As with the intensive survey, we estimated percent cover of all vascular plant species in 0.25 m2 quadrats in late June and early July of 2018 and 2019. We collected six percent cover estimates per block in 2018 (144 quadrats), but this was reduced to 3–5 plots per block in 2019 due to time constraints (88 quadrats). All quadrats were placed within the fenced area for grazed sites or within 2 m of an experimental plot for ungrazed sites. Quadrat locations were selected to represent uninvaded areas and high leafy spurge densities within the block, although uninvaded areas were not always available, so we selected lowest density areas in those cases.

In both years, we clipped plant biomass in one 0.1 m2 quadrat per block to obtain estimates of productivity as in the single site survey. Following weighing, we ground the graminoid biomass for nutrient analysis to explore changes in forage for cattle. We measured nitrogen as in the intensive survey in 2018, but measured nitrogen and phosphorus in 2019 as we were interested in phosphorus concentrations for the associated experiment. Nitrogen and phosphorus were analysed using an AA1 Autoanalyser (Seal Analytical Inc., Mequon, Wisconsin, USA) following Kjeldahl sulphuric acid digestion. Given that soil properties can have strong effects on the composition and traits of the plant community (Conradi and Kollmann 2016), we also collected ten soil samples (2 cm wide and 15 cm deep) from within each block in 2019. These samples were pooled at the block level and homogenised prior to analysis. We analysed a subsample for texture using the hydrometer method (Bouyoucos 1962). Additional subsamples were ground and analysed for total carbon using a LECO C632 Soil Carbon Analyser (LECO Corporation, St. Joseph, Missouri, USA) and total nitrogen and phosphorus using the same procedure as for leaf tissues.

Trait measurements

For our trait analyses, we focus on five traits – average height, average leaf area, SLA, average root diameter and SRL – due to their associations with resource acquisition and tolerance strategies. For some species, plant traits were measured at the study sites, whereas trait data for others were taken from similar sites in Saskatchewan (Letts et al. 2015) or the neighbouring Province of Alberta (Kembel and Cahill 2011; Cahill 2020). Given that only two of the data sources measured the average height, we also included height data taken from the Flora of Alberta (Moss and Packer 1994). No single trait source included all species in the current study (see Suppl. material 1: table S2), so we used the average values across the data sources. We took the average across individuals, irrespective of source; however, we excluded all outliers, defined here as values greater or less than three times the standard deviation from the mean based on log transformed traits.

For traits measured in situ, we used standard protocols (Pérez-Harguindeguy et al. 2013) and focused on the most common species. We selected up to five individuals per species for analysis, although the number of plants measured was lower for less common species. Height was measured as the maximum vegetative height in situ for each plant. For height data taken from the flora, we used the average of minimum and maximum heights as an estimate of the average height for that species. Leaf area was measured as the average area of three mature leaves per plant using a Li-3000C leaf area meter (LI-Cor, Lincoln, Nebraska). All leaves were placed in sealed plastic bags with moist paper upon collection to prevent dehydration and shrinkage until they could be analysed. These leaves were then dried at 60 °C for 72 h and weighed to determine SLA. We also excavated each individual and collected a haphazard sample of their fine roots, which were stored in 70% ethanol solution until processing. Root samples were carefully washed over a 1-mm sieve then scanned at 400 dpi using an Epson Perfection V800 Photo scanner. Root diameter and root length were calculated using WinRHIZO Pro 2013a (Regent Instruments Inc.). The root samples were then dried at 60oC for 72 h and weighed to calculate SRL.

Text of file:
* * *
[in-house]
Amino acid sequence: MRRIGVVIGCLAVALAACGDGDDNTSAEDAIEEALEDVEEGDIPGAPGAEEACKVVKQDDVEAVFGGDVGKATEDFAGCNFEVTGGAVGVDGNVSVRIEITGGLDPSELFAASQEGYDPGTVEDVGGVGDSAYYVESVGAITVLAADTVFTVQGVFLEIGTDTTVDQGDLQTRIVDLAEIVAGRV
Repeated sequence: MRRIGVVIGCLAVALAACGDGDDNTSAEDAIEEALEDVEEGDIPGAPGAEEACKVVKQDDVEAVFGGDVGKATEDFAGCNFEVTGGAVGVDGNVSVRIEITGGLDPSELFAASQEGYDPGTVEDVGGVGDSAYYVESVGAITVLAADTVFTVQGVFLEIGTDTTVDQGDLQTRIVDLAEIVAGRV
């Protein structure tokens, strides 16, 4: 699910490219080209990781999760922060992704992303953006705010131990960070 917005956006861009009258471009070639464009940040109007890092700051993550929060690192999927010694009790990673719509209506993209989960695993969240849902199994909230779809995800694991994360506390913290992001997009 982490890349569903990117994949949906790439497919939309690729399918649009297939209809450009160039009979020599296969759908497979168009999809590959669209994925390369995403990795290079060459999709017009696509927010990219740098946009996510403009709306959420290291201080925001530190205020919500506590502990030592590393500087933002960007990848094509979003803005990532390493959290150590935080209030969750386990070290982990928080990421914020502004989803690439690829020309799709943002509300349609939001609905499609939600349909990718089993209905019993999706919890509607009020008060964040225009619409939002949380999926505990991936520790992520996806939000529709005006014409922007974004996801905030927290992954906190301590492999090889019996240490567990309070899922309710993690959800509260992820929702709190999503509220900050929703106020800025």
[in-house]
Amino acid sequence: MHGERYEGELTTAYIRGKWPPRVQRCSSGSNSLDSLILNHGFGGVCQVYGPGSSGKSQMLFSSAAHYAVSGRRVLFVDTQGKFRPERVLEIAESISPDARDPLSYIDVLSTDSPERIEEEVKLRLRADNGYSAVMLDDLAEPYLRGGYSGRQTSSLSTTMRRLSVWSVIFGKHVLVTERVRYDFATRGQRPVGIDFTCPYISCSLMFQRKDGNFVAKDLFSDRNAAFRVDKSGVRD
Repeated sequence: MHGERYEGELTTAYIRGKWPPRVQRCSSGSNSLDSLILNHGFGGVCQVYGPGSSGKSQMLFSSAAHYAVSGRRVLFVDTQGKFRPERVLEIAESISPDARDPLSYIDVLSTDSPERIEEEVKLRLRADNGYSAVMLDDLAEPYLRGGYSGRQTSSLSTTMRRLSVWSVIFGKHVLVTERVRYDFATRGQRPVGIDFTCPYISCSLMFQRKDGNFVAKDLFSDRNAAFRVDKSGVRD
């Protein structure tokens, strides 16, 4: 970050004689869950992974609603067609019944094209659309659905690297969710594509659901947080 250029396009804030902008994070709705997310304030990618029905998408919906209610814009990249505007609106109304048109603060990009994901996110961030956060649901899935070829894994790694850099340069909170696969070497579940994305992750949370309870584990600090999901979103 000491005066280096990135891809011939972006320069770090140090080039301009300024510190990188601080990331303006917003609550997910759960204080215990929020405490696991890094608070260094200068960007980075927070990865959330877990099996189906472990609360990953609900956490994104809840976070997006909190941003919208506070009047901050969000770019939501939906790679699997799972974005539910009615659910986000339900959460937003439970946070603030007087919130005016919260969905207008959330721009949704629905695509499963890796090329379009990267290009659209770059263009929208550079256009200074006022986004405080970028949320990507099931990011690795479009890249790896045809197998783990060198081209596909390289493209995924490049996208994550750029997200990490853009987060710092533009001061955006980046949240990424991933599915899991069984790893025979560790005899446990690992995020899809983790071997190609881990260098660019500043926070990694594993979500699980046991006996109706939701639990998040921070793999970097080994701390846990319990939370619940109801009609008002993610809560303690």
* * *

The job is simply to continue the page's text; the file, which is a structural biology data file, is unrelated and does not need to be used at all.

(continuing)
Functional groups and community weighted trait means

Using the quadrat level cover data, we calculated species richness as the number of vascular plant species. We then classified species into five groups: native forbs, native grasses, native shrubs, exotic forbs and exotic grasses. There were no exotic shrubs. We then calculated the proportion of species and total cover belonging to each functional group. Using the percent cover data and the trait data described earlier, we also calculated the community weighted mean for each of the five focal traits using the R package FD (Laliberté and Legendre 2010). Leafy spurge was excluded from these calculations to avoid biasing the results. If we had included leafy spurge, the results would simply converge on the functional group or trait values of leafy spurge as it increased in abundance. To avoid results that were not actually representative of the community, we also excluded quadrats from the trait-based analyses if the available trait data represented less than 75% of the non-leafy spurge cover in that quadrat, resulting in the exclusion of 18/233 quadrats for the multi-site survey and 142/460 quadrats for the intensive single site survey.

Data analysis

To better understand how changes in functional group composition relate to changes in community weighted trait means, we ran five ANOVAs testing how each of the five traits (height, leaf area, SLA, root diameter and SRL) differed amongst the plant functional groups. Traits were the response variables and plant functional group was the fixed effect. Leaf area, SLA and SRL were log transformed to normalise the residuals.